THIS is the moment the Scottish Health Secretary decks it off a mobility scooter at Holyrood – as he races to discuss the ambulance crisis in Scotland.
Humza Yousaf took an unfortunate tumble in the main corridor next to Holyrood's debating chamber on Thursday morning.
TV cameras were stationed to capture MSPs ahead of First Minister’s Questions.
Mr Yousaf, who has been using the mobility transport since rupturing his achilles tendon playing badminton, was arriving to answer questions from MSPs on Scotland's ambulance crisis.
And the cameras picked up the moment the SNP minister was sent flying from the scooter – while an aide ran behind him holding a pair of crutches.
Glenn Campbell, political editor for BBC Scotland, shared the clip on Twitter.
He posted it on Twitter with the caption, “The health secretary @HumzaYousaf does not appear to be having a good day at work…”
However Mr Yousaf was rather displeased with the political editor’s tweet.
Taking to social media himself, he said there was “no need” to share the video.
He posted: “All for media scrutiny & never shy away from it.
“Just not sure there is need or purpose to tweet out a video of me falling over while injured.
“If anyone else had fallen over while on crutches, a knee scooter, or in a wheelchair would your first instinct be to film it & tweet out?”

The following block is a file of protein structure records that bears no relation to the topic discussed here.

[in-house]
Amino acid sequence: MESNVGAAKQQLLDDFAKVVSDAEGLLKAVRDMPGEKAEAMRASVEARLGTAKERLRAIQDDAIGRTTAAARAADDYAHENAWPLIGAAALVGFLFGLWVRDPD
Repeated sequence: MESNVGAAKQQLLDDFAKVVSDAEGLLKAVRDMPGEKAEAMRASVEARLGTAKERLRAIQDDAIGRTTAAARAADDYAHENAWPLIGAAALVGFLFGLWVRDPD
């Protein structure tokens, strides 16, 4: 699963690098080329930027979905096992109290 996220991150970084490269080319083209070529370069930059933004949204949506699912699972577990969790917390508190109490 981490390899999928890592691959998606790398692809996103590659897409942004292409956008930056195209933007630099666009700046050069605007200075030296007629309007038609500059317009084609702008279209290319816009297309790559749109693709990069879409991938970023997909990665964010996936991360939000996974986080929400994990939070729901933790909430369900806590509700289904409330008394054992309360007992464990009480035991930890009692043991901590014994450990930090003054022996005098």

But this was a very different reaction than the one he had after Douglas Ross was caught on camera falling in 2018.
At the time, he tweeted: “Best moment of the 2nd half – Douglas Ross MP decks it a belter!
“Can’t wait to see the meme…”
Social media users have had a similar reaction to Mr Yousaf’s unfortunate fall.
One person commented: “Brilliant. The gift that keeps on giving.”
Another said: “Swear a thought this was a parody video.”
Someone else posted: “Denmark's Health Minister gets about on a space hopper apparently.”
It comes after Mr Yousaf was accused of risking lives for telling sick Scots to think twice before calling an ambulance.
The SNP cabinet minister was branded “reckless” for his call amid major strain on the 999 response service, which has seen average waits for paramedics hit six hours.
He warned the NHS was facing an “extraordinarily difficult winter”, and said people who were “picking up the phone to call 999 to call an ambulance” should consider if this is “absolutely critical”.
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